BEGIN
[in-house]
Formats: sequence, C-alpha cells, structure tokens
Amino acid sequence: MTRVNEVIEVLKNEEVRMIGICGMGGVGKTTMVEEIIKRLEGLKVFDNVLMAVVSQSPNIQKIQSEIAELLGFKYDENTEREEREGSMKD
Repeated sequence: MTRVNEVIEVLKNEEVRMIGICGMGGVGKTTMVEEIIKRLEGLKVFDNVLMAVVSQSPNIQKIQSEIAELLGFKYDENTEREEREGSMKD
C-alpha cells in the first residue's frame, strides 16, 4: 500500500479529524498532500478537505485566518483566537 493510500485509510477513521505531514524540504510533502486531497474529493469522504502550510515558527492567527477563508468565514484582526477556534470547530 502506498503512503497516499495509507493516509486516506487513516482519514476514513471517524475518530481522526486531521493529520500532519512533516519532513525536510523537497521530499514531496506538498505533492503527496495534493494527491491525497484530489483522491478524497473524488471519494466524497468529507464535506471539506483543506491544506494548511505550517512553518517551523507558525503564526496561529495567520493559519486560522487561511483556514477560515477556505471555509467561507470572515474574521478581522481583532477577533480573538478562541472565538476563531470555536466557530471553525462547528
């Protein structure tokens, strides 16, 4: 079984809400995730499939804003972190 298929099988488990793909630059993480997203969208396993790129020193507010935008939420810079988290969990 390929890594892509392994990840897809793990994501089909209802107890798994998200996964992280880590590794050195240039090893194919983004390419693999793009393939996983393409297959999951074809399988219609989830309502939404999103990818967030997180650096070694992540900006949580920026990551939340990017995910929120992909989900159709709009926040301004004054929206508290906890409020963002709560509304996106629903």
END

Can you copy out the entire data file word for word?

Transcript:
[in-house]
Formats: sequence, C-alpha cells, structure tokens
Amino acid sequence: MTRVNEVIEVLKNEEVRMIGICGMGGVGKTTMVEEIIKRLEGLKVFDNVLMAVVSQSPNIQKIQSEIAELLGFKYDENTEREEREGSMKD
Repeated sequence: MTRVNEVIEVLKNEEVRMIGICGMGGVGKTTMVEEIIKRLEGLKVFDNVLMAVVSQSPNIQKIQSEIAELLGFKYDENTEREEREGSMKD
C-alpha cells in the first residue's frame, strides 16, 4: 500500500479529524498532500478537505485566518483566537 493510500485509510477513521505531514524540504510533502486531497474529493469522504502550510515558527492567527477563508468565514484582526477556534470547530 502506498503512503497516499495509507493516509486516506487513516482519514476514513471517524475518530481522526486531521493529520500532519512533516519532513525536510523537497521530499514531496506538498505533492503527496495534493494527491491525497484530489483522491478524497473524488471519494466524497468529507464535506471539506483543506491544506494548511505550517512553518517551523507558525503564526496561529495567520493559519486560522487561511483556514477560515477556505471555509467561507470572515474574521478581522481583532477577533480573538478562541472565538476563531470555536466557530471553525462547528
């Protein structure tokens, strides 16, 4: 079984809400995730499939804003972190 298929099988488990793909630059993480997203969208396993790129020193507010935008939420810079988290969990 390929890594892509392994990840897809793990994501089909209802107890798994998200996964992280880590590794050195240039090893194919983004390419693999793009393939996983393409297959999951074809399988219609989830309502939404999103990818967030997180650096070694992540900006949580920026990551939340990017995910929120992909989900159709709009926040301004004054929206508290906890409020963002709560509304996106629903």